Oct. 22, 2013 — State Auditor Greg Griffin, rather than the attorney general’s office, will try to sort out charges that a 2012 ethics investigation of Gov. Nathan Deal was compromised. Griffin agreed to investigate allegations that the director of the state ethics commission, after talks with key staffers in Deal’s office, ordered the case closed with a minimal penalty. The commission, which announced Griffin’s role late today, had voted last month to ask Attorney General Sam Olens to name a special assistant to review its handling of the case.
Olens, as it happened, had been mentioned
as one possible factor in Deal’s resolve to settle the case in 2012 rather than let it reach a public hearing. A commission attorney has testified she was told that the governor didn’t want Olens, a potential rival in the 2014 governor’s race, to play any role in the proceedings.
Jan. 10, 2013 — The GBI has completed an investigation of state payments to soon-to-be-deposed Senate Rules chairman Don Balfour, but there’s no word yet as to its findings. Attorney General Sam Olens won’t say what the next step might be, if any. Balfour, meanwhile, appears to have retained Andersen, Tate & Carr, a Gwinnett County law firm that is defending ex-Gwinnett Commissioner Kevin Kenerly against bribery charges.
Aug. 20, 2012 — Josh McKoon has called on his Senate colleagues to censure Don Balfour and remove him as chairman of that chamber’s Rules Committee for filing false expense reports.
Exactly three years ago today, I requested records of credit card statements for former Clayton County Sheriff Victor Hill. A week or two later, after someone let it slip that the sheriff’s office had a bank account that other county officials didn’t know about, I asked for those records too.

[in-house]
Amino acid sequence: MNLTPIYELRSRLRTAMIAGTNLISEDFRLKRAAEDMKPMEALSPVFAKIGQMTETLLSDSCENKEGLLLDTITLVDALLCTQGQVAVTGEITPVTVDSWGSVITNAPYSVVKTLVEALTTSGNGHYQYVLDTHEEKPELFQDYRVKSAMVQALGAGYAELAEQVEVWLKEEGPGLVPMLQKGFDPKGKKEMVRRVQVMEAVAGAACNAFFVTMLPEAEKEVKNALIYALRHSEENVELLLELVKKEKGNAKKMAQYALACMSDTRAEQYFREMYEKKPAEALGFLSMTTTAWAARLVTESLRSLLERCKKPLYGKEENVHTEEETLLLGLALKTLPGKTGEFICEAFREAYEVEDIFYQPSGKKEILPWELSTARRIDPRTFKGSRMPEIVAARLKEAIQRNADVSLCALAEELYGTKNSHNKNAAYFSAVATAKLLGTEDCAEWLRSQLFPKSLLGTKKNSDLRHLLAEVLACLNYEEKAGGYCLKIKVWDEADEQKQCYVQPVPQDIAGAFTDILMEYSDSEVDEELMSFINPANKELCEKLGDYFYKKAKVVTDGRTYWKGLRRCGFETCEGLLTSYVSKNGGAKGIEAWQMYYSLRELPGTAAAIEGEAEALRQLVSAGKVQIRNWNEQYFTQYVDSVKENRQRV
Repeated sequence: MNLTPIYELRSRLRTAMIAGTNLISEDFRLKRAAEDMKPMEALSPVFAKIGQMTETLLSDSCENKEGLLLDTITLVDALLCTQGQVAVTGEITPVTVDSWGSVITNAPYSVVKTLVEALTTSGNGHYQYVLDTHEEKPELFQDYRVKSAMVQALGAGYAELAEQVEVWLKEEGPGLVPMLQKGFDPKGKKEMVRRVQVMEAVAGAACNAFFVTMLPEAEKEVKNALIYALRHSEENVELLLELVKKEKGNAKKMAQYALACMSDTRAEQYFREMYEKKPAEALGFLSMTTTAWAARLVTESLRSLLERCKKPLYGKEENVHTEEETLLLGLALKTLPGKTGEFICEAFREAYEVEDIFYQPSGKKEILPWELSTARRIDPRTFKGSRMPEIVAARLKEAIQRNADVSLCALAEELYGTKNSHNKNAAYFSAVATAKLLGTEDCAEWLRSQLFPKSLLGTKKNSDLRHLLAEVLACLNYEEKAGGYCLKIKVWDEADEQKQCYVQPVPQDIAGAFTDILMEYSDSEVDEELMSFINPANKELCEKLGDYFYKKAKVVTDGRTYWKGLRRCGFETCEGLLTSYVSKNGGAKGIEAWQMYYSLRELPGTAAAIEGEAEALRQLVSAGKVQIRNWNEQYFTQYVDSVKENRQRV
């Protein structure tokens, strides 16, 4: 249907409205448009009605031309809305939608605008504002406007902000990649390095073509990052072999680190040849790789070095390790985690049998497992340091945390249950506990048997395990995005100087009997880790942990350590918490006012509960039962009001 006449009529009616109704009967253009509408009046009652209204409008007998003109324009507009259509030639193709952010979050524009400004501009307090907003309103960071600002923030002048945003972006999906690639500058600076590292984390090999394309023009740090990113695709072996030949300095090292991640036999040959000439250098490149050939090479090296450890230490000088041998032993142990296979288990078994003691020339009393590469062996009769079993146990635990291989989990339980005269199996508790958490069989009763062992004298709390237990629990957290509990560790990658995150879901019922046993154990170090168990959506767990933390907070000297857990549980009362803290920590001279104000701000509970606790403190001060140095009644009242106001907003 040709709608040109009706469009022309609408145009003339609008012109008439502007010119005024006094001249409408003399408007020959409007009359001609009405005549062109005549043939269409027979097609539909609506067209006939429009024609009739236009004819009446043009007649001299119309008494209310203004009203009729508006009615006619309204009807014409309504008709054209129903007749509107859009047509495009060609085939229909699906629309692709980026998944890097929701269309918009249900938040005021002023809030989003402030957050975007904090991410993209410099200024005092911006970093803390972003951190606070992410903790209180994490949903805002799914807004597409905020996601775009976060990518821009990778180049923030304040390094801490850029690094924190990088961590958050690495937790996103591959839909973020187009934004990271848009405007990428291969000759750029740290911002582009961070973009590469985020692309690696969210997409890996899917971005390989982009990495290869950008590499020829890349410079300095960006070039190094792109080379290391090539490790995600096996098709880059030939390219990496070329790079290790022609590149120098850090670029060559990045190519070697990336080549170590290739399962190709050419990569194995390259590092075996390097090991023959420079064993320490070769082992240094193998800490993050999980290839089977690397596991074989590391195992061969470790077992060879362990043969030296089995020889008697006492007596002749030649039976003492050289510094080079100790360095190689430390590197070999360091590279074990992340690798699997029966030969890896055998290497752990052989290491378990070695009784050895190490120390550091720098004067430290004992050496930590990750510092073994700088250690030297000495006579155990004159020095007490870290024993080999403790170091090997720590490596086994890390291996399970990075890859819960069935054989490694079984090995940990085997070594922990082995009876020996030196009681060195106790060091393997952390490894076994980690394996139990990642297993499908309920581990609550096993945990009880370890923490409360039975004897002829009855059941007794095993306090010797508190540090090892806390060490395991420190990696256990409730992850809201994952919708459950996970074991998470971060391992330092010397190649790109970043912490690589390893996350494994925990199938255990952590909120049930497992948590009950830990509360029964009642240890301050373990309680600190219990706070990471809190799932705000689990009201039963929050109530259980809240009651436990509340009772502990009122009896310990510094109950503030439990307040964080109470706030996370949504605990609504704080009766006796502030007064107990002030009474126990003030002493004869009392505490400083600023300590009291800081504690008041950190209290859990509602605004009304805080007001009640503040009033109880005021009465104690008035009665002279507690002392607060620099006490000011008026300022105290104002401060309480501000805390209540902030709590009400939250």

I’m still waiting. Legally, though, there’s no valid reason that I should be.
The State Campaign Finance Commission has changed its mind and wants to hire a staff attorney after all, four months after firing its last one. The difference is, this one won’t make more than $55,000 a year and won’t be named Sherilyn Streicker, whose job was eliminated by the commission in June.
Attorney General Sam Olens – who’s taking on a larger role in investigations of public officials, political action committees and lobbyists — has raised more than a third of his campaign money from public officials, PACs, lobbyists and their clients. Donors include parties in high-profile inquiries into possible misuse of campaign funds or receipt of improper contributions.“There is always a potential for a conflict,” acknowledged Josh Belinfante, vice chairman of the campaign finance commission, “but I don’t think … that means a conflict exists.”
The head of the Georgia Lottery made about a half-million dollars last year, but you wouldn’t know it if you checked salary data on the state auditor’s website. Open.Georgia.gov shows Margaret DeFrancisco was paid $353,500 in salary in FY2010. What it doesn’t tell you is that the lottery paid her a bonus of $143,276 last year. What’s up with that?
The candidate who promises as attorney general to “aggressively raise the bar on ethics reform” is systematically skimping on reports of his own campaign expenditures. Sam Olens, former chairman of the Cobb County Commission, received more than $55,000 in unitemized reimbursements from campaign funds since January 2009, his disclosures show. But Olens’ reports do not reveal the end recipients of the spending, as required by the State Ethics Commission.